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Before I retired I did literally thousands of Covid tests. At that time it took 24 hours for the tests to be resulted. Patients often asked "So if I am negative I am good to go?"
I had to tell them that "NO, all a negative test means is that at the exact snapshot in time you had the test done you were negative" The minute you left my office everything could have changed.

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Old 11-13-2022, 11:12 PM   #812
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Greetings,
Study hard! Pass those tests!


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Old 11-14-2022, 12:33 AM   #813
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And in Australia and a lot of the world we are apparently shit out of luck if wanting to get into hospital in any sort of reasonable time frame
Seems to have only happened over the last couple of years
I wonder what happened?

Dirt people in denial?

We still mask up if going ashore
Time our trips for when most are still at home
Treat every unknown like a plague carrier
Haven't had a sniffle in 6 years and plan on keeping it that way
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Old 11-14-2022, 06:54 AM   #814
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Not confident about "mildly symptomatic or asymptomatic". We saw 2 paramedic crews take their ambulance trolleys equipped with intubation equipment into the ship, each emerging about an hour later with patient. It takes paramedics 1/2-1 hour to reintubate for transport to Hospital.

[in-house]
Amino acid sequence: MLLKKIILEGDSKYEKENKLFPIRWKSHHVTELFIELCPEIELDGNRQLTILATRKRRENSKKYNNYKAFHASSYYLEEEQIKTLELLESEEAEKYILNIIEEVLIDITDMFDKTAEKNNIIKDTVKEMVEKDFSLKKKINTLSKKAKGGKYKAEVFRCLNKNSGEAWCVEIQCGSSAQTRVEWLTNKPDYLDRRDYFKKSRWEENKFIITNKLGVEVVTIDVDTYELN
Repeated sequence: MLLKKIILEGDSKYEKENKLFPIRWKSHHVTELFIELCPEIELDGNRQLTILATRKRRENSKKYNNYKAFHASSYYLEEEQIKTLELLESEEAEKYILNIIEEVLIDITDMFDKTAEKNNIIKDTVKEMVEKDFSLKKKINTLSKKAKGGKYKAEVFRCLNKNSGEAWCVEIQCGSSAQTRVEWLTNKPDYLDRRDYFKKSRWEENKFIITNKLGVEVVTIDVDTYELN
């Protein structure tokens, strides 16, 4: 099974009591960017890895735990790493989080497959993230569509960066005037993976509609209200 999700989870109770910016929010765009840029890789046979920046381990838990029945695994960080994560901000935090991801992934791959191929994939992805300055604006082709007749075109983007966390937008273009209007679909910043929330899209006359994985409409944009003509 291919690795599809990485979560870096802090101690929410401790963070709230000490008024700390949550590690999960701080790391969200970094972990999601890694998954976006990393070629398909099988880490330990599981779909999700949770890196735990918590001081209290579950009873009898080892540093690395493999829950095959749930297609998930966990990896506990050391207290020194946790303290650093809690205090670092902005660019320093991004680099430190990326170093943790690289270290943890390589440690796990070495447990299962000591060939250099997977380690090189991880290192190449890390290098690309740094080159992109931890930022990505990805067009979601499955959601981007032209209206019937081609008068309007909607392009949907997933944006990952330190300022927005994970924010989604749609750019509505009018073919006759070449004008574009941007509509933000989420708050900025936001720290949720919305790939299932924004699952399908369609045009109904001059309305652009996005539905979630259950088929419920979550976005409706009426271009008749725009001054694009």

I have no idea what may or may not have happened just sharing some article on the subject. Perhaps there is more detailed information somewhere else that we all may find.
With that said and now open for conjecture there could have been others taken off the ship at previous points, or folks may have require intubation for any number of reasons other than covid. Given what we have seen here with covid if there are 800 people showing symptoms of covid over 5 days in an older trending population you would have many more intubations, 10-20X that level.
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Old 11-14-2022, 08:40 AM   #815
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S your prior post makes several unjustified assumptions.
Incidence of need for intubation depends upon a number of factors beyond just age. Age is just one variable in a number of risk factors. As you know these include co morbidities such as immune status, vaccination history, inter current cardiac or pulmonary disease, BMI, socioeconomic status etc.
I would suggest to you a population that’s sufficiently healthy to undertake a cruise may not have the same degree of co morbidities even if matched for age. I would also suggest a ambulatory population of any age able to walk on to a ship would have a very low frequency for the need for intubation in any reasonable time frame of weeks or even months.
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Old 11-14-2022, 11:22 AM   #816
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S your prior post makes several unjustified assumptions.
Incidence of need for intubation depends upon a number of factors beyond just age. Age is just one variable in a number of risk factors. As you know these include co morbidities such as immune status, vaccination history, inter current cardiac or pulmonary disease, BMI, socioeconomic status etc.